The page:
The Black String Review

As he’s made clear in responses to online trolls, Frankie Muniz, has no need to work for the rest of his life. All the more interesting then to see the roles he chooses to take on, especially when he explores roles far, far away from those which made his name like “The Black String”.

Jonathan (Muniz) is stuck in a dead-end job working the night shift in his local convenience store. After calling a lonely hearts line, he spends the night with a mysterious women he meets through the service only to wake up with a raging STI and a burgeoning paranoia that he’s the subject of an occult conspiracy. As his condition deteriorates, his friends and family fear he is having a psychotic break but Jonathan is convinced he has been cursed and must seek mystical means of salvation.

Sinister and atmospheric, while there is a solid supporting cast, this is essentially a one-man show, showcasing Muniz’s not inconsiderable acting chops. It tackles many of the same themes as “Saint Maud” but in a much less oblique way and with a much more explicit acknowledgement of the supernatural and malign. Muniz is more than up to the task of holding your attention as we follow Jonathan’s deteriorating grip on reality and while the film rides the necessary fine line of ambiguity with respect to what is real and what is madness, it’s more unequivocal come the ending, especially in revealing the nature of the titular black string.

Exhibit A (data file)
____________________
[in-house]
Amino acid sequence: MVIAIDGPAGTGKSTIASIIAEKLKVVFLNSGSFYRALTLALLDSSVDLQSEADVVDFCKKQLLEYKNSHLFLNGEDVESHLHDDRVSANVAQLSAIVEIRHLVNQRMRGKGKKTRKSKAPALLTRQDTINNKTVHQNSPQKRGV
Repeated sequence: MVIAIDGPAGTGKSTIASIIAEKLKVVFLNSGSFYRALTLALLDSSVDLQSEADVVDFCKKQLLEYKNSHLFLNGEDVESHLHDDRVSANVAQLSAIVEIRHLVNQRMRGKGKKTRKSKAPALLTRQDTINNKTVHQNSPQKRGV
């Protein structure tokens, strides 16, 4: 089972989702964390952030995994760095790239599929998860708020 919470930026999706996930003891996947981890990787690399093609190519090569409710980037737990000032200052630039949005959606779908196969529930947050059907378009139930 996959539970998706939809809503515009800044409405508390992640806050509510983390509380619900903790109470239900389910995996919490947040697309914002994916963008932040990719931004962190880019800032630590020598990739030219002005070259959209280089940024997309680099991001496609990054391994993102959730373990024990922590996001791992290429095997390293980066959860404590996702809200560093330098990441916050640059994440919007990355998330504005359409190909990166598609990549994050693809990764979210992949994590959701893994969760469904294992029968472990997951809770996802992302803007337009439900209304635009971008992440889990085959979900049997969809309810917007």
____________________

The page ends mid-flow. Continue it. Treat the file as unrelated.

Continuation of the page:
It’s an unexpectedly hard-hitting, compelling and well-crafted psychological horror that’s not afraid to stray into graphic body horror with an impressive central performance that deserves a wider audience.

6/10


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